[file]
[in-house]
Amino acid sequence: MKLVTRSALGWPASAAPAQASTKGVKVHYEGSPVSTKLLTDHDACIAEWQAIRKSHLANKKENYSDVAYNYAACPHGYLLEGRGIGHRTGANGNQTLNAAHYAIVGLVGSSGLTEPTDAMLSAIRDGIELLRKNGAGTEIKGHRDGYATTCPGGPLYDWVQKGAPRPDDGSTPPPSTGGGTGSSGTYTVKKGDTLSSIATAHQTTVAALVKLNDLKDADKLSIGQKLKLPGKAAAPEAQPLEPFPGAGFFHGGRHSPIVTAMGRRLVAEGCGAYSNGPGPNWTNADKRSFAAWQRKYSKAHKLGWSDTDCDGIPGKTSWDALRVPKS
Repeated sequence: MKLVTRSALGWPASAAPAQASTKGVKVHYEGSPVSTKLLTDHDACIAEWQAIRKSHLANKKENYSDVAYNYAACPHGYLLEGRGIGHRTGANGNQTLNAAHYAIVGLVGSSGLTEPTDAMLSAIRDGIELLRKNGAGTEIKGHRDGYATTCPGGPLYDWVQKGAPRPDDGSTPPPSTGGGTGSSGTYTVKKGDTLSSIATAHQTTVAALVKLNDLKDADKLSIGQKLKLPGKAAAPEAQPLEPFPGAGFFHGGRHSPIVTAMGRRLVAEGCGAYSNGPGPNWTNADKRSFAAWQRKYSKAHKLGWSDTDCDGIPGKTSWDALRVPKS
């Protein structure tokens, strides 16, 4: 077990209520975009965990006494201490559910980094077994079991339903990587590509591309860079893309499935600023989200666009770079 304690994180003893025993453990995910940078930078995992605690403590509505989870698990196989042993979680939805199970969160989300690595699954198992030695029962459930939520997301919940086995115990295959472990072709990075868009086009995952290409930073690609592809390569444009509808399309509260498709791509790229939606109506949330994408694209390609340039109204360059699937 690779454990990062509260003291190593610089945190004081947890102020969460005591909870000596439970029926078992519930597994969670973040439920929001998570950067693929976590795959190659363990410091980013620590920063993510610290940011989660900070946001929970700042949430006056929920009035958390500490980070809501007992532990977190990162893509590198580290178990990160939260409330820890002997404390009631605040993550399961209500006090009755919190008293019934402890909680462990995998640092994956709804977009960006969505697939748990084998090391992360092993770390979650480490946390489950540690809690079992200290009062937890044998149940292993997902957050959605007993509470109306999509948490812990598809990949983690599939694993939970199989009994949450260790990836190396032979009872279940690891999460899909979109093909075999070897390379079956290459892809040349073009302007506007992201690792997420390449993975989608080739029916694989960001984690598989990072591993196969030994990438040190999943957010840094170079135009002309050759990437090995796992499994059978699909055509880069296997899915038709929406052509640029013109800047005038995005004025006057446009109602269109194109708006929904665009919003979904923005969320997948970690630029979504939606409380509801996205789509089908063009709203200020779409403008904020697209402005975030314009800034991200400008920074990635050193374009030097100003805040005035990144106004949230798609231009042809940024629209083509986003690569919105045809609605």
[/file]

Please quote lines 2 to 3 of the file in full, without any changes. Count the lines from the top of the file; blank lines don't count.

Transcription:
Amino acid sequence: MKLVTRSALGWPASAAPAQASTKGVKVHYEGSPVSTKLLTDHDACIAEWQAIRKSHLANKKENYSDVAYNYAACPHGYLLEGRGIGHRTGANGNQTLNAAHYAIVGLVGSSGLTEPTDAMLSAIRDGIELLRKNGAGTEIKGHRDGYATTCPGGPLYDWVQKGAPRPDDGSTPPPSTGGGTGSSGTYTVKKGDTLSSIATAHQTTVAALVKLNDLKDADKLSIGQKLKLPGKAAAPEAQPLEPFPGAGFFHGGRHSPIVTAMGRRLVAEGCGAYSNGPGPNWTNADKRSFAAWQRKYSKAHKLGWSDTDCDGIPGKTSWDALRVPKS
Repeated sequence: MKLVTRSALGWPASAAPAQASTKGVKVHYEGSPVSTKLLTDHDACIAEWQAIRKSHLANKKENYSDVAYNYAACPHGYLLEGRGIGHRTGANGNQTLNAAHYAIVGLVGSSGLTEPTDAMLSAIRDGIELLRKNGAGTEIKGHRDGYATTCPGGPLYDWVQKGAPRPDDGSTPPPSTGGGTGSSGTYTVKKGDTLSSIATAHQTTVAALVKLNDLKDADKLSIGQKLKLPGKAAAPEAQPLEPFPGAGFFHGGRHSPIVTAMGRRLVAEGCGAYSNGPGPNWTNADKRSFAAWQRKYSKAHKLGWSDTDCDGIPGKTSWDALRVPKS